H. S. Gopal
Dept. of Linguist., Univ. of California at Santa Barbara, Santa Barbara, CA 93106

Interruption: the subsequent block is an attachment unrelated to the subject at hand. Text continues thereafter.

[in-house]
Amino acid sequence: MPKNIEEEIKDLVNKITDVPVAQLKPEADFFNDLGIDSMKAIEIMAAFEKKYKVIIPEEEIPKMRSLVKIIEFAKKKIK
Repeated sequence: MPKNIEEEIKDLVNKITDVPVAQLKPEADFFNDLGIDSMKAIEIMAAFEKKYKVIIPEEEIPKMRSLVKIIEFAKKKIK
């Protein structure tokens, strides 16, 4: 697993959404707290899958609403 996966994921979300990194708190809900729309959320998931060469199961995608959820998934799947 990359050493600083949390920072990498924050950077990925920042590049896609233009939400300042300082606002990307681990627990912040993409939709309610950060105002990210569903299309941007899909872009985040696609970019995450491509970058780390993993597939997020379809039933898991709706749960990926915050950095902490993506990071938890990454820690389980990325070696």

A number of languages from the subcontinent of India have a four-way voicing contrast---the aspirated voiceless, the unaspirated voiceless, the unaspirated voiced, and the breathy voiced stops (for example, [p[sup h], p, b, b[sup h]]). It has been suggested that the primary difference between the unaspirated voiceless and the unaspirated voiced stop consonants (for example, [p] vs [b]) is one of voice onset time (VOT). This study investigated whether VOT adequately separates the unaspirated voiceless and the unaspirated voiced stop consonants in two languages, Hindi and Kannada. Hindi is primarily a north Indian language and Kannada is primarily a South Indian language. Using four speakers, VOT values were measured for these two stop consonant series at four places of articulation---bilabial, dental, retroflex, and velar. The results will be discussed with reference to the adequacy of VOT as the primary acoustic feature distinguishing these two stop contrasts in the two languages.